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Basil Zaharoff, international arms dealer who was one of the wickedest, and richest, men in Europe.

Sir Basil Zaharoff (original name Basileios Zacharias) was an international armaments dealer and financier. Reputedly he was one of the richest men in the world, he was described as a “merchant of death” and the “mystery man of Europe” and also as "the wickedest man in Europe." According to a 2012 article in the Smithsonian Magazine, Zaharoff was born “in Anatolia, then part of the Ottoman Empire, perhaps in 1849.” Other articles suggest he was Armenian, Greek, Jewish or even Russian by birth. Certainly he spoke many languages and took full advantage of that in his scandalous career, which apparently included stints as a brothel tout, a bigamist and arsonist – as well as the “profession” he was in when he first started his under-the-radar work for the British government, that of a wildly successful arms dealer. During World War I Zaharoff became an Allied agent working on the highest levels. Following the war, France recognized his services by making him a grand officer of the Legion of Honour, and Britain honoured him with a knight grand cross of the Order of the Bath. But before WW1 he was mostly known as a wealthy and an extremely well connected and successful arms dealer. His success was forged through his cunning, often aggressive and sharp business tactics, not to mention outright fraud. His arms deals included the sale of arms to opposing sides in conflicts, and even sometimes knowingly delivering fake or faulty weapons, machinery and even submarines.

Basil Zaharoff.

One of the most notorious sales by Zaharoff was that of the Nordenfelt I, a faulty steam-driven submarine model based on a design by the English inventor and clergyman Rev George Garrett, which US-Navy intelligence characterized as capable of "dangerous and eccentric movements."

Thorsten Nordenfelt had already demonstrated his vessel at an international gathering of the military elite, and whilst the major powers would have none of it, smaller nations, attracted by the prestige, were a different matter. It was thus that, with a promise of generous payment terms, Zaharoff sold the first model to the Greeks. He then convinced the Ottoman empire that the Greek submarine posed a direct threat to them and sold them two. After that, he went to the Russian empire and persuaded the Russians that there was now a new and significant threat on the Black Sea represented by the Greek and Ottoman submarines. The Russian became extremely alarmed by this new and unknown threat posed to their black sea navy, and immidiatly bought two submarines of their own to counter it. None of these submarines ever saw action, or even worked properly for that matter. The mechanics, driven by steam propulsion, were completely inadequate for underwater navigation, and failed demonstrably when undergoing sea trials by the respective Navies. Besides the underlying problems of the faulty propulsion system, they were also chronically unstable.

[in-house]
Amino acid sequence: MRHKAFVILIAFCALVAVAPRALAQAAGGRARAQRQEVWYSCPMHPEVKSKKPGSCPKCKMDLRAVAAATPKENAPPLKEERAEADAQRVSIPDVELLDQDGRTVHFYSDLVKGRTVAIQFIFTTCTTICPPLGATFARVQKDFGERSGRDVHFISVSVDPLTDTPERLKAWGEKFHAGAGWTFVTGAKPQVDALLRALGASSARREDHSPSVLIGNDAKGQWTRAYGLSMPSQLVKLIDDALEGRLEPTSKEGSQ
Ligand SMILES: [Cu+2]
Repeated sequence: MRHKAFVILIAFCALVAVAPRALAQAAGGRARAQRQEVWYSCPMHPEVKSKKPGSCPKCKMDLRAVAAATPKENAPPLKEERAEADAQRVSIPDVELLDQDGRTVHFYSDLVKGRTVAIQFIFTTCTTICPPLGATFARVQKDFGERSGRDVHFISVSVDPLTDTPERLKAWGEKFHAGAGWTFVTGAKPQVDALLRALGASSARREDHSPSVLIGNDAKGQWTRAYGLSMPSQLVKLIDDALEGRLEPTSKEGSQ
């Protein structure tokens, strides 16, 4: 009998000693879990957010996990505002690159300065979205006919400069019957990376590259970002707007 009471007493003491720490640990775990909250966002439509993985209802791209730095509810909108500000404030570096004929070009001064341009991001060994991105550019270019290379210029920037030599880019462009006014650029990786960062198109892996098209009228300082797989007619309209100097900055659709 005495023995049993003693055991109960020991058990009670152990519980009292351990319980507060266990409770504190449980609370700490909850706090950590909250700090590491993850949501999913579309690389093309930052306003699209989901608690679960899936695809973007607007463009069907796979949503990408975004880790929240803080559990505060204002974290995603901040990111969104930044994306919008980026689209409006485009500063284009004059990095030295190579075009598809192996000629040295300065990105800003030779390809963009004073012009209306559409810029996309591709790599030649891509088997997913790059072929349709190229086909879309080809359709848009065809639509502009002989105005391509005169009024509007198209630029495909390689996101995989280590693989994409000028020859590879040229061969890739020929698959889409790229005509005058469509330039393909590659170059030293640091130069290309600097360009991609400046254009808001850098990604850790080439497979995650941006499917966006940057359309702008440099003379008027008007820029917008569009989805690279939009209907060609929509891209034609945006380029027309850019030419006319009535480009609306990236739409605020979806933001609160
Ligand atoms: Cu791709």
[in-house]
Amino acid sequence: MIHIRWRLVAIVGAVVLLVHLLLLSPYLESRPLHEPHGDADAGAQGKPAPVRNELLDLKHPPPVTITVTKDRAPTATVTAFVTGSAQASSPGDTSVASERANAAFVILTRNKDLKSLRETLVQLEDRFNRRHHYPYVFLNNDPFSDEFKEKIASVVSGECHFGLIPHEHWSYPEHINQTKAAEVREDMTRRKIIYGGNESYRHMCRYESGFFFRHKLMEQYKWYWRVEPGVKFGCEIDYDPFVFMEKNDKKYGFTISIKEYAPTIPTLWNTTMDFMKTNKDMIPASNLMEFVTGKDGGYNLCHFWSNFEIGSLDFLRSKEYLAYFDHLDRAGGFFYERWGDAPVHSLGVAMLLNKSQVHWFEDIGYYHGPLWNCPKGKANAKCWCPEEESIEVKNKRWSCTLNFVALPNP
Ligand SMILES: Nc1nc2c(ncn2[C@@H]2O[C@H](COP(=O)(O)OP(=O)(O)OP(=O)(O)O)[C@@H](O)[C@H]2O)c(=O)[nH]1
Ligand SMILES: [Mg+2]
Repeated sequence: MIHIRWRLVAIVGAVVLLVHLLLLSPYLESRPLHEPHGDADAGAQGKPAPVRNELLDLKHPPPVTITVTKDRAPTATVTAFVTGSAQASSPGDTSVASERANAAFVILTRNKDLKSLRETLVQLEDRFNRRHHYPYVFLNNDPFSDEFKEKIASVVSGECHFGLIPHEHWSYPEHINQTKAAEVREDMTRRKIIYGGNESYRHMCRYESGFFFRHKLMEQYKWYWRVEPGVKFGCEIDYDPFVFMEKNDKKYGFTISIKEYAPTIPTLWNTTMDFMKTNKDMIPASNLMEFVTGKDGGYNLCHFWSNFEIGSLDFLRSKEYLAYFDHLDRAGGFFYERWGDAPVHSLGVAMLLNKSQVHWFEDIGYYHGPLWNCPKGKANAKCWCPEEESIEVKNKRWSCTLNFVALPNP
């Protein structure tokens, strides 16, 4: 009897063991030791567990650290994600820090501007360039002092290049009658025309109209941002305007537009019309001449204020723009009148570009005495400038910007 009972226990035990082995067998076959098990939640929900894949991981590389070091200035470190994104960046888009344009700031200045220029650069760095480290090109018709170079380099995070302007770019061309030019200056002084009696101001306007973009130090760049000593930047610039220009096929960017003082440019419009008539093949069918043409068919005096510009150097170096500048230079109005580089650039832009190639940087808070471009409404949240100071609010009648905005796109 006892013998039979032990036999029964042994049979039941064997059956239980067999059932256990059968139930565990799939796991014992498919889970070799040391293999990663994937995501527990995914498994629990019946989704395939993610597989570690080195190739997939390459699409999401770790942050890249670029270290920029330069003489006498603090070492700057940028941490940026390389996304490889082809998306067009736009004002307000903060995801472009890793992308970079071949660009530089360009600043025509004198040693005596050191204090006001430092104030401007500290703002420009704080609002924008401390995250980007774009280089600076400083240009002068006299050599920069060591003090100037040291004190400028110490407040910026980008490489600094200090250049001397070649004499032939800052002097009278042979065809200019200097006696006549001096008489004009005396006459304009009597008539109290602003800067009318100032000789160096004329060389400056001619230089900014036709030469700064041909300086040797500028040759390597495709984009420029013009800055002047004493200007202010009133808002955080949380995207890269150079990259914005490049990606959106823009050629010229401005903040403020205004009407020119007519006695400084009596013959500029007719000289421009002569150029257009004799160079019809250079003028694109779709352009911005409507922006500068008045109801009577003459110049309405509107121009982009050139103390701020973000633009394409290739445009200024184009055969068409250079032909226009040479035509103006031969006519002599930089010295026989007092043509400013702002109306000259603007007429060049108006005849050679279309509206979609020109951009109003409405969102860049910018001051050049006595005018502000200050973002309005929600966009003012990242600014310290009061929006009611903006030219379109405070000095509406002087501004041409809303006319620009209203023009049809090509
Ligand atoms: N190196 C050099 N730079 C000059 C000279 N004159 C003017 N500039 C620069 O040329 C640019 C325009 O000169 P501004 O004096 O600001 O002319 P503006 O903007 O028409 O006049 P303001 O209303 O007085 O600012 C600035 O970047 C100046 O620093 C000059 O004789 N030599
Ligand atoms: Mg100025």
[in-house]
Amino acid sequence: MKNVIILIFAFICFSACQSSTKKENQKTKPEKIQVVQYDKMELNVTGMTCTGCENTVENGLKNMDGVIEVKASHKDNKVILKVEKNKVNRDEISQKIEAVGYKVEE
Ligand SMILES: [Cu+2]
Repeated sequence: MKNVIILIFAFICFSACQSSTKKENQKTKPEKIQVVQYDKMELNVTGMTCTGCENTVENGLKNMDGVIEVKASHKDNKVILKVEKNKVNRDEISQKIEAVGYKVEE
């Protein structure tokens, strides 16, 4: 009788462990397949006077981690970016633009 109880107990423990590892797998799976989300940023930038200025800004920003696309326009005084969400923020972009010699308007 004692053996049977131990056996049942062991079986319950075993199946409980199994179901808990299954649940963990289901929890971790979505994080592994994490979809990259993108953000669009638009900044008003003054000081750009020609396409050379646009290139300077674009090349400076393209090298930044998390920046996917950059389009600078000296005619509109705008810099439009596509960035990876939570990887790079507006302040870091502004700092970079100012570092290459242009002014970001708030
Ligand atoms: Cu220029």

Pictured here is the submarine Zaharoff sold to the Ottoman Empire, the "Abdul Hamid", 1887.

However, this did not stop him from continuing to become probably the most successful arms dealer in history, and he was estimated to have made a fortune of over $1.2 billion from selling arms in WW1 alone. He was reputed to have personally funded Greece’s war with Turkey over Smyrna, and was still, the American press excitedly reported, “believed to be the wealthiest man in all Europe.” During his later life, Basil Zaharoff used his immense fortune to fund newspapers and other other media outlets to ensure universities and historians would write his horrific legacy out of the history books. This was achieved in terms of donations and 'philatrophic' gestures with this aim in mind.

Yet, after his death, the cash seemed to melt away, vanishing just as surely as the further “tons of documents” that servants hastily burned at his château. Zaharoff’s will was proved at just £193,103, rather less than $1 million at the time, leaving us to wonder: Was his money hidden? Was it spent? Or were all those reports of a billion-dollar fortune merely the last of the great myths that Zedzed happily allowed to circulate? Sources: "Man of Arms: The Life and Legend of Sir Basil Zaharoff", Anthony Allfrey.

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